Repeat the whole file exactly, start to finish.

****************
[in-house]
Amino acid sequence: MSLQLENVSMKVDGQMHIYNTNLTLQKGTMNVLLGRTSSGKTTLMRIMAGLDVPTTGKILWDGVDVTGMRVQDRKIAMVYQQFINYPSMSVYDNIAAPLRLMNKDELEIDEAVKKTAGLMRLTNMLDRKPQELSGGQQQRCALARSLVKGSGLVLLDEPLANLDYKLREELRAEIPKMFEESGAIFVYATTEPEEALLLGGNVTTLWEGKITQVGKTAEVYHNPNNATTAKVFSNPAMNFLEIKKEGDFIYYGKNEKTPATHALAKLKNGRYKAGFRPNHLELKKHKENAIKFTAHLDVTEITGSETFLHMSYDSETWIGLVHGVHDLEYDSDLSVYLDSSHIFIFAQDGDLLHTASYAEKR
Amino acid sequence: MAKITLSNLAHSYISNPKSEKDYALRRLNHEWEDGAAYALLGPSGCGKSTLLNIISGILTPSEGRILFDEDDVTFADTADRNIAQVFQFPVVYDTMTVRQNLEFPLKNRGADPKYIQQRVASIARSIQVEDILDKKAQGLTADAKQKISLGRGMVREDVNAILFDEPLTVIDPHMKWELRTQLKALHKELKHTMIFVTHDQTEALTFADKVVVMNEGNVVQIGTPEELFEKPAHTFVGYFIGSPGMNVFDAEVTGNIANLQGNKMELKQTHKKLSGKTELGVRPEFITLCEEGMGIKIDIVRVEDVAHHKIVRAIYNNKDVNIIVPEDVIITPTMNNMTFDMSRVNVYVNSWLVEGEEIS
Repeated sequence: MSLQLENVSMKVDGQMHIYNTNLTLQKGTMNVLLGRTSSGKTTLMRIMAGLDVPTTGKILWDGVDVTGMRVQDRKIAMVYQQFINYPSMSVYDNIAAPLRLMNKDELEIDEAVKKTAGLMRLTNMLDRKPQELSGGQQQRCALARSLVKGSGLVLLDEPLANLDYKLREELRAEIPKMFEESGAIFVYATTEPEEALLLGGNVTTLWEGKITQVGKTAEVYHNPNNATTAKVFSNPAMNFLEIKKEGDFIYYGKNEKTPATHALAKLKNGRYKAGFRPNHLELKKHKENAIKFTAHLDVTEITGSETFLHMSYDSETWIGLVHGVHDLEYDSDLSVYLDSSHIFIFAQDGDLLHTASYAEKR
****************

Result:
[in-house]
Amino acid sequence: MSLQLENVSMKVDGQMHIYNTNLTLQKGTMNVLLGRTSSGKTTLMRIMAGLDVPTTGKILWDGVDVTGMRVQDRKIAMVYQQFINYPSMSVYDNIAAPLRLMNKDELEIDEAVKKTAGLMRLTNMLDRKPQELSGGQQQRCALARSLVKGSGLVLLDEPLANLDYKLREELRAEIPKMFEESGAIFVYATTEPEEALLLGGNVTTLWEGKITQVGKTAEVYHNPNNATTAKVFSNPAMNFLEIKKEGDFIYYGKNEKTPATHALAKLKNGRYKAGFRPNHLELKKHKENAIKFTAHLDVTEITGSETFLHMSYDSETWIGLVHGVHDLEYDSDLSVYLDSSHIFIFAQDGDLLHTASYAEKR
Amino acid sequence: MAKITLSNLAHSYISNPKSEKDYALRRLNHEWEDGAAYALLGPSGCGKSTLLNIISGILTPSEGRILFDEDDVTFADTADRNIAQVFQFPVVYDTMTVRQNLEFPLKNRGADPKYIQQRVASIARSIQVEDILDKKAQGLTADAKQKISLGRGMVREDVNAILFDEPLTVIDPHMKWELRTQLKALHKELKHTMIFVTHDQTEALTFADKVVVMNEGNVVQIGTPEELFEKPAHTFVGYFIGSPGMNVFDAEVTGNIANLQGNKMELKQTHKKLSGKTELGVRPEFITLCEEGMGIKIDIVRVEDVAHHKIVRAIYNNKDVNIIVPEDVIITPTMNNMTFDMSRVNVYVNSWLVEGEEIS
Repeated sequence: MSLQLENVSMKVDGQMHIYNTNLTLQKGTMNVLLGRTSSGKTTLMRIMAGLDVPTTGKILWDGVDVTGMRVQDRKIAMVYQQFINYPSMSVYDNIAAPLRLMNKDELEIDEAVKKTAGLMRLTNMLDRKPQELSGGQQQRCALARSLVKGSGLVLLDEPLANLDYKLREELRAEIPKMFEESGAIFVYATTEPEEALLLGGNVTTLWEGKITQVGKTAEVYHNPNNATTAKVFSNPAMNFLEIKKEGDFIYYGKNEKTPATHALAKLKNGRYKAGFRPNHLELKKHKENAIKFTAHLDVTEITGSETFLHMSYDSETWIGLVHGVHDLEYDSDLSVYLDSSHIFIFAQDGDLLHTASYAEKR